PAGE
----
The Story of Twilight Zone’s Real-Life Ax Murderer

No matter how disorienting or even frightening a Twilight Zone episode is, we can always comfort ourselves with a simple thought: It’s not real. The stories are all made up.

But that doesn’t mean you won’t encounter some real-life horror stories via the fifth dimension. Take the homicidal wax figures in “The New Exhibit,” all of whom were modeled on actual killers, as I detailed in this blog post last year.

Since then, I’ve had the chance to learn more about one of those killers: Albert W. Hicks. The hatchet-wielding sailor is the subject of a fascinating new book called “The Last Pirate of New York: A Ghost Ship, A Killer, and the Birth of a Gangster Nation“. If you like a mix of true crime and a good detective story, I think you’ll enjoy this book.

Mind you, it’s a macabre tale — at least the crime itself. Just reading about how Hicks hacked up his crew mates (and all just to rob them) is bad enough. To have actually seen the aftermath must have been truly horrifying.

Fortunately, most of the book focuses on the aftermath of the murders: the discovery of the boat and how a dogged detective methodically tracked Hicks down through the streets of 1860’s New York City. We meet his wife and child. We’re there throughout his trial, sentencing, and execution.

Author Rich Cohen puts it all into perspective right from the outset:

Even contemporaneous writers knew Albert Hicks was something other than a normal killer. He was a demon. He had that kind of charisma. He put his arm around the town and pulled its people close. In writing about him, reporters of the time were capturing a new kind of terror — the terror of the metropolis, its anonymity, all those tenements and all those windows, all those docks and all those harborside taverns, all those numbered streets and all those mysteries lives.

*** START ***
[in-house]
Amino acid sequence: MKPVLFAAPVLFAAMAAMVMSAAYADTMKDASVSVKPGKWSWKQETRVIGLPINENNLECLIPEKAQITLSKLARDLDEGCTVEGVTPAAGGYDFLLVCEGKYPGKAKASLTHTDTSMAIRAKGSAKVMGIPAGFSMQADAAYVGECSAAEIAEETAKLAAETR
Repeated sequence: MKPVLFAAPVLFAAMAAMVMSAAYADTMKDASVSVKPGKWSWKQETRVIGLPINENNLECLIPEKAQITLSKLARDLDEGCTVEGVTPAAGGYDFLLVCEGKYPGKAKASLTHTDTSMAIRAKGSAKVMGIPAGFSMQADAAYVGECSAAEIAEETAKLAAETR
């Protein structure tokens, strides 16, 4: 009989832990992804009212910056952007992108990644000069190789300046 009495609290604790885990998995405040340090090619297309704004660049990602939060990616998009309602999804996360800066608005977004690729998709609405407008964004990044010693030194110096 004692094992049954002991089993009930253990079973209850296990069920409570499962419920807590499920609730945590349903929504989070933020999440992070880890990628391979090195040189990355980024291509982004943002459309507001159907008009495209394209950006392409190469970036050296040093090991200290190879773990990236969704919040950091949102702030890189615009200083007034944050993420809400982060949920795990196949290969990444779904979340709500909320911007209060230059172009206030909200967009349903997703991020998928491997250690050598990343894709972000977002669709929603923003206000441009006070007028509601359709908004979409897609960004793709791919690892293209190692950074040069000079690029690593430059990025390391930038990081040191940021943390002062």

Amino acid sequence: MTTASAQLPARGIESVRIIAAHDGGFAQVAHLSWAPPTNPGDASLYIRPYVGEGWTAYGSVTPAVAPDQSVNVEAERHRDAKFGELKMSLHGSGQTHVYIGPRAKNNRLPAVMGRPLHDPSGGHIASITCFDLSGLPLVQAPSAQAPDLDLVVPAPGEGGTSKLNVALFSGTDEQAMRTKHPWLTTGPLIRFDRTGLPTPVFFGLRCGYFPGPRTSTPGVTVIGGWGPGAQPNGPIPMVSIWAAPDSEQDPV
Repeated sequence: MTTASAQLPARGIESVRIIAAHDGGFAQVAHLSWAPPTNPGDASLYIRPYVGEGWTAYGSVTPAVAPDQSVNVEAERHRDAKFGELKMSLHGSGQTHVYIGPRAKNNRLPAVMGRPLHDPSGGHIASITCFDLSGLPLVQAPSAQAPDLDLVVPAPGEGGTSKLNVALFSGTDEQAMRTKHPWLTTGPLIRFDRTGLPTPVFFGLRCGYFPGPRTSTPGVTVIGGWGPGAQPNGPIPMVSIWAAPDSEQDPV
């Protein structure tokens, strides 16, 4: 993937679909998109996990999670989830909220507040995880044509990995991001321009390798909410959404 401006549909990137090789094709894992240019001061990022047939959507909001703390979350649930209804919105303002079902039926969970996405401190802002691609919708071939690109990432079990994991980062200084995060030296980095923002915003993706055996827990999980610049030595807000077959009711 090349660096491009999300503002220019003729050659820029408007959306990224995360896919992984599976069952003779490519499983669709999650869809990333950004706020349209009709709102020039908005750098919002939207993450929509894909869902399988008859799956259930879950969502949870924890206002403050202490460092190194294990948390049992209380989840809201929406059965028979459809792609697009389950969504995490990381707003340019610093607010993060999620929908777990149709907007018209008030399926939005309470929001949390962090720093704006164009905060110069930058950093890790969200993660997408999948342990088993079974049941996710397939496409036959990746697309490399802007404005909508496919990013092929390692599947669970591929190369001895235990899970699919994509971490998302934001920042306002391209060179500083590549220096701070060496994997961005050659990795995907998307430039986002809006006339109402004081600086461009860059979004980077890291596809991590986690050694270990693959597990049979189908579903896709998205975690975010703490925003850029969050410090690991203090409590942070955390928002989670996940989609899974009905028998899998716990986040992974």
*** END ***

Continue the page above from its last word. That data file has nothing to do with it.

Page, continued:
Albert Hicks personified the free-wheeling city that would have to make way for the modern metropolis. He was Manhattan as it had been when pirates anchored off Fourteenth Street. The hero of the lunatics, a first citizen of a criminal nation, the subject of ancient bloody bedtime tails.

His final spree played out like a ghost story, only it happened to be true.

And if that doesn’t give you a bit of a shiver, either on Halloween or any other day of the year, I don’t know what will.

Happy Halloween, all!

***

“The New Exhibit” is streaming on Hulu. It’s also available on DVD/Blu-ray. Don’t miss my earlier post about the episode, which asks: Who really did the killings, Martin or the wax figures?

For a daily dose of Serling, you can follow me on TwitterFacebook or PinterestYou can also get email notifications of future posts by entering your address under “Follow S&S Via Email” on the upper left-hand side of this post. WordPress members can also hit “follow” at the top or bottom of this page.

Hope to see you in some corner of the fifth dimension soon!

About Paul

Fanning about the work of Rod Serling all over social media. If you enjoy pics, quotes, facts and blog posts about The Twilight Zone, Night Gallery and Serling's other projects, you've come to the right place.

Posted on 10/31/2019, in Twilight Zone and tagged , , , , . Bookmark the permalink. 4 Comments.

  1. tommy8675309

    Yikes! Scary stuff.

  2. So, not just actual killers but totally crazy actual killers. Thanks for the recommendation, Paul.

    • Sure thing, Dan. As I say, it’s a macabre case, so I don’t expect people to enjoy it in the conventional sense of the word. But the detective aspects really are interesting, and the way Hicks described himself as seemingly possessed when committing these murders is darkly fascinating.

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